How Porsche Collaborated with Harley-Davidson on the V-Rod's Engine

Harley-Davidson and Porsche, two titans in the automotive world, each commanding significant influence in their respective realms of motorcycles and cars, seemed unlikely collaborators. Yet, in the early 2000s, these iconic brands joined forces to create the legendary V-Rod cruiser. This wasn't their first collaboration; back in the 1970s, Harley-Davidson had sought Porsche's expertise for the innovative but ultimately shelved Nova engine project.

The V-Rod, officially known as the VRSC, represented a departure for Harley-Davidson with its liquid-cooled, 120 horsepower Revolution engine. Developed from the VR1000 Superbike racing engine, this DOHC four-valve V-twin boasted dual overhead cams and fuel injection, setting it apart in Harley's lineup known for air-cooled engines like the Evolution that once saved the company from bankruptcy.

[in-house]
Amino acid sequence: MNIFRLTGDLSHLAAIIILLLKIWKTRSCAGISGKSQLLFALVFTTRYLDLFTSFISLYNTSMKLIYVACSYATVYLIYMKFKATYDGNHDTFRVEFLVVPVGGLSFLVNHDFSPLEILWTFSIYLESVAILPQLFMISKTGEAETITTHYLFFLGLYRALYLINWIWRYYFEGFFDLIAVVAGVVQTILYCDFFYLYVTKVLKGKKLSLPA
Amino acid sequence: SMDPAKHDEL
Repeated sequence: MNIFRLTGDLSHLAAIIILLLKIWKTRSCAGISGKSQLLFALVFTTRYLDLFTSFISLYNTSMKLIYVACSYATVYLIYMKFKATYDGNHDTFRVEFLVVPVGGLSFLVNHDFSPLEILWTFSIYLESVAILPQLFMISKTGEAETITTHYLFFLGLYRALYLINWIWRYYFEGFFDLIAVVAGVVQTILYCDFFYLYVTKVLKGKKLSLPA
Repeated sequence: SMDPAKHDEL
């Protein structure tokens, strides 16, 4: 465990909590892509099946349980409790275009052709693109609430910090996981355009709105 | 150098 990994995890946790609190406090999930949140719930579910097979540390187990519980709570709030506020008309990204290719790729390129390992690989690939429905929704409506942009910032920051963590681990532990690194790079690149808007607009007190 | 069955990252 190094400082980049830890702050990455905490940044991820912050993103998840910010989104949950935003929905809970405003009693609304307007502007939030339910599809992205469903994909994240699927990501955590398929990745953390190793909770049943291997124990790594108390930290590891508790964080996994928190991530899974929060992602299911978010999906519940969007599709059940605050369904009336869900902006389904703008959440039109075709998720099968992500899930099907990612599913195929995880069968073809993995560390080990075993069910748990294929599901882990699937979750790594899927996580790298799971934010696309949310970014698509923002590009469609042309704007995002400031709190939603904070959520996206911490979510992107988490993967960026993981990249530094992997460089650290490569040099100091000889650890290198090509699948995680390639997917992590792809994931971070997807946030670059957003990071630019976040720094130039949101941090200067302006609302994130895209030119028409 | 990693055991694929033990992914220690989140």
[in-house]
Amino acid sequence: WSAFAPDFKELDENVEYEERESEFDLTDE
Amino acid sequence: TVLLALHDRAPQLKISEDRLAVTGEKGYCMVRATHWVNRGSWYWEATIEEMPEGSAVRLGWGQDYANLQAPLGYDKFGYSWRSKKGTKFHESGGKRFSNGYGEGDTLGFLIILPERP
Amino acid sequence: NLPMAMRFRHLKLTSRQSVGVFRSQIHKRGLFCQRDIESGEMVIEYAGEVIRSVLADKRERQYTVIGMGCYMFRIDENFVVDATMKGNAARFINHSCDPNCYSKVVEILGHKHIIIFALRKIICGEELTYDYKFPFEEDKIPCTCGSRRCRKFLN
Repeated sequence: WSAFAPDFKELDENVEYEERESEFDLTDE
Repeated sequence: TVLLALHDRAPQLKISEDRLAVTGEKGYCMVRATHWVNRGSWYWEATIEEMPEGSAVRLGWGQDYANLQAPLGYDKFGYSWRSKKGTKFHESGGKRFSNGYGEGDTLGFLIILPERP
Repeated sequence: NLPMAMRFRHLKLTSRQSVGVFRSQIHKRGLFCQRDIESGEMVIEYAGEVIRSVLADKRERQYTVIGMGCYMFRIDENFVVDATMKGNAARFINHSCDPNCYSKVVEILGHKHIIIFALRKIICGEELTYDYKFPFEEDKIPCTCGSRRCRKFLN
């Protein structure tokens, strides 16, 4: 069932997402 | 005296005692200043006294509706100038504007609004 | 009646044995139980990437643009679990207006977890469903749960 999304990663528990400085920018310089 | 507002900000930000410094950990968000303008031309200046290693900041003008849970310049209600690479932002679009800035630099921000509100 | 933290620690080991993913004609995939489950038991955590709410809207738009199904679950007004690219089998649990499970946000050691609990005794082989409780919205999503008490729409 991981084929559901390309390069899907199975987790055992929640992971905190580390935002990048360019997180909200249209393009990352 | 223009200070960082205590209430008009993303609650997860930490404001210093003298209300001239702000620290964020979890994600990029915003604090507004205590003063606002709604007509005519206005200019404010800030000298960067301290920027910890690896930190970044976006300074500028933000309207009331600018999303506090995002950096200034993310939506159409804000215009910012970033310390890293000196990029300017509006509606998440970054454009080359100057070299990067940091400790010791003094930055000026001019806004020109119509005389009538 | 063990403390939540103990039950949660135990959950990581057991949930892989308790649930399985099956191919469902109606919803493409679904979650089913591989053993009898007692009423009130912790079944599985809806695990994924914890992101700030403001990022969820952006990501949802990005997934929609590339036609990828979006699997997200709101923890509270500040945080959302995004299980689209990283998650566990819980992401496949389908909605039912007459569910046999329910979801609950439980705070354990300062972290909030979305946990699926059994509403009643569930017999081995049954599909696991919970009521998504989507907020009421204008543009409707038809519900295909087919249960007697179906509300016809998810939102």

While the V-Rod attracted a new demographic of younger riders with its modern design and powerful performance, it faced resistance from traditional Harley-Davidson enthusiasts. Despite this divide, the bike found success in the market, appealing to a broader consumer base as intended.

Harley-Davidson persisted with the Revolution engine, powering various models over nearly two decades until discontinuing both the V-Rod and the engine in 2017. Although it didn't revolutionize Harley-Davidson permanently, the V-Rod remains a unique chapter in the company's history, blending Porsche's engineering prowess with Harley's iconic style.